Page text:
The final day for submissions to the Special Committee on Local Election Expense Limits is on April 17, 2015. There is also an opportunity to take an online survey on the committee’s website.
The Green Party of Vancouver was the only elector organization in Vancouver that made a presentation during the Public Hearing on April 9, 2015. The full presentation by Jordan Bober on behalf of the Green Party is available here in the draft Hansard record (audio archive starts at 17:14).
A number of very relevant points were raised. The Green Party spent in the neighbourhood of $100,000 and still managed to run a solid campaign with good media coverage. Bober noted that their campaign was fueled by many volunteers and that 85% of the donations came from individuals. Allowing spending “in the order of 25 cents to 50 cents per registered voter is a very reasonable-sounding figure.” With this change, he said, “we’re looking at campaigns that would be not in the $2 million to $3 million range but the $100,000-to-$200,000 range.”
A number of other key points were raised by the Vancouver Greens including the following:
- The Province should require continuous reporting of spending between elections by elector organizations (disclosures not just in the election year), with a lower cap for those years between elections
- The committee should also consider caps on donations and a discussion around contributor class (corporate / union), factors that are not being currently considered.
- The Greens have a self-imposed limit of $5,000 per year per donor and they voluntarily do not take contributions from real estate developers or from fossil fuel companies.
- Third party advertising during elections should have a smaller cap than for elector organizations.
- The Greens only spent around 1.6% of the total declared campaign spending in Vancouver in 2014.
Dermod Travis of IntegrityBC also presented to the Special Committee (draft Hansard transcript is available here). He noted that tough, low limits for campaign spending can improve voter turnout, and cited the example of 60 percent turnout in Toronto. As well, 50 mayoral debates were held in Toronto leading up the their 2014 election. Travis also suggested looking at Quebec as another potential model, and to examine the limits that are put in place on the federal level.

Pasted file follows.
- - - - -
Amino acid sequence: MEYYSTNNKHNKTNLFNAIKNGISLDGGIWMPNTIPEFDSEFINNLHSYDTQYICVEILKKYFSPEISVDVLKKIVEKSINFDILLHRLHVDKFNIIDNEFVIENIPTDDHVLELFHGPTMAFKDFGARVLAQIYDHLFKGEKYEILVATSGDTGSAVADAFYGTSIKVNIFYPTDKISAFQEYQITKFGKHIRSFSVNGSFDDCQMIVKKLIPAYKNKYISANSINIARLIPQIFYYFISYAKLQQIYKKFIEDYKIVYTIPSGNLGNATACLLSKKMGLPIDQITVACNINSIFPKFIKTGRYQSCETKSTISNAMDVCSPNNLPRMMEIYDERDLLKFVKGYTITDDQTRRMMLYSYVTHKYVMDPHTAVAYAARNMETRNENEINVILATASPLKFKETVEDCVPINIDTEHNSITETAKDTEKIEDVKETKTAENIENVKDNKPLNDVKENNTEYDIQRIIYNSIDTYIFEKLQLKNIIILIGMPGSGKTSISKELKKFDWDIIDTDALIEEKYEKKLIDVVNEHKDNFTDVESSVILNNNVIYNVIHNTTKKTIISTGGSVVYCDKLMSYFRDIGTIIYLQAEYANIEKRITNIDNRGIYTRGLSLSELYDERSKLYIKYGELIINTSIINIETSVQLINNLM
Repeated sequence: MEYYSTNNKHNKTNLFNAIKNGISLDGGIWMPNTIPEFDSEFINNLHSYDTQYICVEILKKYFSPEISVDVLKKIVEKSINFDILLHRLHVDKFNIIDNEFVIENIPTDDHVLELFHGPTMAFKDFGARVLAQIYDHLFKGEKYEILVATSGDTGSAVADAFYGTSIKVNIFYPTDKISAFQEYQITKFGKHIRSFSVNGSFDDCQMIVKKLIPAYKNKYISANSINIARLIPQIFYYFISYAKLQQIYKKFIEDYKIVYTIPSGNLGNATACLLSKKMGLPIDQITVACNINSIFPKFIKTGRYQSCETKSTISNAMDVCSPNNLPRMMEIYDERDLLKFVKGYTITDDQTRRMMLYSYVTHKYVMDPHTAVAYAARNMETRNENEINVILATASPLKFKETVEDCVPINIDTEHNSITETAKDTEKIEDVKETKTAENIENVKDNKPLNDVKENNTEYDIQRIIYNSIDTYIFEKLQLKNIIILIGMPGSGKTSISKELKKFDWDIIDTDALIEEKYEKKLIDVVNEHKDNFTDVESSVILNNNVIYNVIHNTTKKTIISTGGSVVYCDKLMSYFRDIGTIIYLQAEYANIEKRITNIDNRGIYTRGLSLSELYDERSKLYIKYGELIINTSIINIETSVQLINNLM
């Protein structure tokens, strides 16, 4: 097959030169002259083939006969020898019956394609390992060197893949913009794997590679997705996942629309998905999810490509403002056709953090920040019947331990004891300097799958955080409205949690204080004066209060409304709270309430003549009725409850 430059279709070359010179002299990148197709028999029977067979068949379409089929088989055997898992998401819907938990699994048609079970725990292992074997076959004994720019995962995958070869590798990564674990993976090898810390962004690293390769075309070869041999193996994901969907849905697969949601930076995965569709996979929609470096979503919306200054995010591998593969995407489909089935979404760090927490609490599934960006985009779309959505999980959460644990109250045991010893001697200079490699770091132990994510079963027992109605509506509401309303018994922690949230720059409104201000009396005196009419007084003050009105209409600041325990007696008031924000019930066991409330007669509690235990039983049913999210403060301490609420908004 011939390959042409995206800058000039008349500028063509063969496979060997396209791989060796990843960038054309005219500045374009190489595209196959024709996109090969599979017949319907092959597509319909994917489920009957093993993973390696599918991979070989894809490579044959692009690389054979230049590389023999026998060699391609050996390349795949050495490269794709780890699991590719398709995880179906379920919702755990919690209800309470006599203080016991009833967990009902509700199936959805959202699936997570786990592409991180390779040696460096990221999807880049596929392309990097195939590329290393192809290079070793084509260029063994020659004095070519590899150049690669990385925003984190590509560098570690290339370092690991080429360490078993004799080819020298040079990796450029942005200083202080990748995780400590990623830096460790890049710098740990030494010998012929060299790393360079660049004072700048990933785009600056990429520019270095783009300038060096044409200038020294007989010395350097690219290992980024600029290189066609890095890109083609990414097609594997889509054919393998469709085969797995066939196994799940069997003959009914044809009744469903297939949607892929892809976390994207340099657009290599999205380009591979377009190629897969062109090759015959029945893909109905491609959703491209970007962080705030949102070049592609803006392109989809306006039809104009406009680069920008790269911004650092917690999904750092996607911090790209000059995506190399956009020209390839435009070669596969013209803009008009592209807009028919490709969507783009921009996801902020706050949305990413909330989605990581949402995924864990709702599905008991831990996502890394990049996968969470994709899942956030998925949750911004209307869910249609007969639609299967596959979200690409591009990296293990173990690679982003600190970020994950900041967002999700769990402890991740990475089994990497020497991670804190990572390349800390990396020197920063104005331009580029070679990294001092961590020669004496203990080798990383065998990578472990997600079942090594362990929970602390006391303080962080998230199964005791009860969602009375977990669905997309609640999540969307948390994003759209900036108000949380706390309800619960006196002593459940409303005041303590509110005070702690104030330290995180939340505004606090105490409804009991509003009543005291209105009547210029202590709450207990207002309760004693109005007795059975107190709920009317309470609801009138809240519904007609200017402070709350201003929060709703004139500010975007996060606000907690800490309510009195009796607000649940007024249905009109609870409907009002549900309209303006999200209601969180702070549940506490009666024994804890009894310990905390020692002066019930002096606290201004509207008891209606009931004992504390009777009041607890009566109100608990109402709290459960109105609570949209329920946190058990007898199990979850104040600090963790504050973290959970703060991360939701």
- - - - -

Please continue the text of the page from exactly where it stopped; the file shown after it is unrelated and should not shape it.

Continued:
The questions put forward by the Committee at the Public Hearing centred around spending limits. What should the spending limit be for an elector organization? For an independent candidate? Should an elector organization have one spending limit or should this be the sum of individual spending limits for each of the candidates running under its banner?
In comment to the Committee, citizens may wish to make a strong request for donation limits to be created in time for the 2018 municipal elections. The comments at the Vancouver Public Hearing by the Upper Kitsilano Residents Association (Marion Jamieson) and by Jillian Skeet provide a number of insights from engaged citizens.
We note that a model that has aggregate spending limits could encourage well-financed elector organizations to run large slates, while a single limit for an elector organization (and candidates running under their banner) could help keep spending in check. A lot will depend on the formula used for setting spending limits.
The Special Committee will deliver a report to the Legislature by June 12, 2015. It’s worth noting that all of the members of the committee had previously been elected to municipal office. The committee will consider a draft report on May 4, 2015 and hold a number of in-camera meetings for debate prior to the June 2015 deadline for submitting the report to the BC Legislature.